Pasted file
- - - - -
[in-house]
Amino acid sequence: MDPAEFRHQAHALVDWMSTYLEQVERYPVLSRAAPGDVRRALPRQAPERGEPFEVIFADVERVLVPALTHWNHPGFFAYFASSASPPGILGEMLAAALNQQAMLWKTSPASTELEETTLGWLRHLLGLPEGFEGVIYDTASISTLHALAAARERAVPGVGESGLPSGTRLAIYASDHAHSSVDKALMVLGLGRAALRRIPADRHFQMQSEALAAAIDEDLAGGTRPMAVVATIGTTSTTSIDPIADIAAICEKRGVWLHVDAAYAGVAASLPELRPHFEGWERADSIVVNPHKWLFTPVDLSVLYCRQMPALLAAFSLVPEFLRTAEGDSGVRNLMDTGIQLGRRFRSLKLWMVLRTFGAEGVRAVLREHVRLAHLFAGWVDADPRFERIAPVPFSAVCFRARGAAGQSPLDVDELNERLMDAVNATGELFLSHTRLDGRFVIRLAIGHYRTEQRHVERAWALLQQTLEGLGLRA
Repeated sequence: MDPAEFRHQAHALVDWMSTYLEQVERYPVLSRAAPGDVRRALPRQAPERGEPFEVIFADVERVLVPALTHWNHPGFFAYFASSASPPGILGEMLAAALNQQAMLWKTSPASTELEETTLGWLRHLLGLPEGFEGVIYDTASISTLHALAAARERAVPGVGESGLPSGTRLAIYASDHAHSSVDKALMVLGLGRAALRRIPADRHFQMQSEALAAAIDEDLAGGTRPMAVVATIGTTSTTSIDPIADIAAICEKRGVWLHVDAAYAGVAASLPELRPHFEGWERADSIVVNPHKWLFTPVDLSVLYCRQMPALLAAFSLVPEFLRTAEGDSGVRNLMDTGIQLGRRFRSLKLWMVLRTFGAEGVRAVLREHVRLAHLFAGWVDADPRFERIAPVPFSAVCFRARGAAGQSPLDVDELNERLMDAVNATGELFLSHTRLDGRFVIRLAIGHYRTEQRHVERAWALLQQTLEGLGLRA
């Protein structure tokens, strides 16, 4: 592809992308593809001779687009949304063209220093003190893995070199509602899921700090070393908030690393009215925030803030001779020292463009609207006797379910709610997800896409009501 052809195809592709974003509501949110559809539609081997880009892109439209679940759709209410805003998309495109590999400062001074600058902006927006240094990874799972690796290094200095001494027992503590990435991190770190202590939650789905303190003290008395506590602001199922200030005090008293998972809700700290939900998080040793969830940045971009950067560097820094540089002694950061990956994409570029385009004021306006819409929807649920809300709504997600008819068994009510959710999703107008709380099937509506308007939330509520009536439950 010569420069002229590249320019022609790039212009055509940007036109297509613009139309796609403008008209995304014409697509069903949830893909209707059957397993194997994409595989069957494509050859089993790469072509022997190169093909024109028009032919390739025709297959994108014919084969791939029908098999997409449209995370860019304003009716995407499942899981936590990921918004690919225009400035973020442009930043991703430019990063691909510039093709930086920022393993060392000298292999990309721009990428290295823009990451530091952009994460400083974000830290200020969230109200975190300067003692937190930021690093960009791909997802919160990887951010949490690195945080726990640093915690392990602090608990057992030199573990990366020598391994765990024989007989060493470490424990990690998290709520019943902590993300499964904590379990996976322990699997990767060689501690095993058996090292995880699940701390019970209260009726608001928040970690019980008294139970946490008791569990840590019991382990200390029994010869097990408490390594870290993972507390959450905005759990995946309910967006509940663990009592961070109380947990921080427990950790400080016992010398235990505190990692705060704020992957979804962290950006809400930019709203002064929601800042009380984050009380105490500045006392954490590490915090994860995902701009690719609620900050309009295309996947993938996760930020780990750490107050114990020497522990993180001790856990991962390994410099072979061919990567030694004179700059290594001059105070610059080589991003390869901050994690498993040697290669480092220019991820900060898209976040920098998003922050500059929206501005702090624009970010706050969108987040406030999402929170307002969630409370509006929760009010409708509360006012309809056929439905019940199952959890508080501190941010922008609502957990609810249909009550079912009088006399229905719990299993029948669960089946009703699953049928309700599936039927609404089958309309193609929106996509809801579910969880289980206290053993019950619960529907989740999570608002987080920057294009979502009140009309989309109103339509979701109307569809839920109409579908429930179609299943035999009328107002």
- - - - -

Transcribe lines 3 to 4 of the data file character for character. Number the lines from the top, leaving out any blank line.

Repeated sequence: MDPAEFRHQAHALVDWMSTYLEQVERYPVLSRAAPGDVRRALPRQAPERGEPFEVIFADVERVLVPALTHWNHPGFFAYFASSASPPGILGEMLAAALNQQAMLWKTSPASTELEETTLGWLRHLLGLPEGFEGVIYDTASISTLHALAAARERAVPGVGESGLPSGTRLAIYASDHAHSSVDKALMVLGLGRAALRRIPADRHFQMQSEALAAAIDEDLAGGTRPMAVVATIGTTSTTSIDPIADIAAICEKRGVWLHVDAAYAGVAASLPELRPHFEGWERADSIVVNPHKWLFTPVDLSVLYCRQMPALLAAFSLVPEFLRTAEGDSGVRNLMDTGIQLGRRFRSLKLWMVLRTFGAEGVRAVLREHVRLAHLFAGWVDADPRFERIAPVPFSAVCFRARGAAGQSPLDVDELNERLMDAVNATGELFLSHTRLDGRFVIRLAIGHYRTEQRHVERAWALLQQTLEGLGLRA
């Protein structure tokens, strides 16, 4: 592809992308593809001779687009949304063209220093003190893995070199509602899921700090070393908030690393009215925030803030001779020292463009609207006797379910709610997800896409009501 052809195809592709974003509501949110559809539609081997880009892109439209679940759709209410805003998309495109590999400062001074600058902006927006240094990874799972690796290094200095001494027992503590990435991190770190202590939650789905303190003290008395506590602001199922200030005090008293998972809700700290939900998080040793969830940045971009950067560097820094540089002694950061990956994409570029385009004021306006819409929807649920809300709504997600008819068994009510959710999703107008709380099937509506308007939330509520009536439950 010569420069002229590249320019022609790039212009055509940007036109297509613009139309796609403008008209995304014409697509069903949830893909209707059957397993194997994409595989069957494509050859089993790469072509022997190169093909024109028009032919390739025709297959994108014919084969791939029908098999997409449209995370860019304003009716995407499942899981936590990921918004690919225009400035973020442009930043991703430019990063691909510039093709930086920022393993060392000298292999990309721009990428290295823009990451530091952009994460400083974000830290200020969230109200975190300067003692937190930021690093960009791909997802919160990887951010949490690195945080726990640093915690392990602090608990057992030199573990990366020598391994765990024989007989060493470490424990990690998290709520019943902590993300499964904590379990996976322990699997990767060689501690095993058996090292995880699940701390019970209260009726608001928040970690019980008294139970946490008791569990840590019991382990200390029994010869097990408490390594870290993972507390959450905005759990995946309910967006509940663990009592961070109380947990921080427990950790400080016992010398235990505190990692705060704020992957979804962290950006809400930019709203002064929601800042009380984050009380105490500045006392954490590490915090994860995902701009690719609620900050309009295309996947993938996760930020780990750490107050114990020497522990993180001790856990991962390994410099072979061919990567030694004179700059290594001059105070610059080589991003390869901050994690498993040697290669480092220019991820900060898209976040920098998003922050500059929206501005702090624009970010706050969108987040406030999402929170307002969630409370509006929760009010409708509360006012309809056929439905019940199952959890508080501190941010922008609502957990609810249909009550079912009088006399229905719990299993029948669960089946009703699953049928309700599936039927609404089958309309193609929106996509809801579910969880289980206290053993019950619960529907989740999570608002987080920057294009979502009140009309989309109103339509979701109307569809839920109409579908429930179609299943035999009328107002």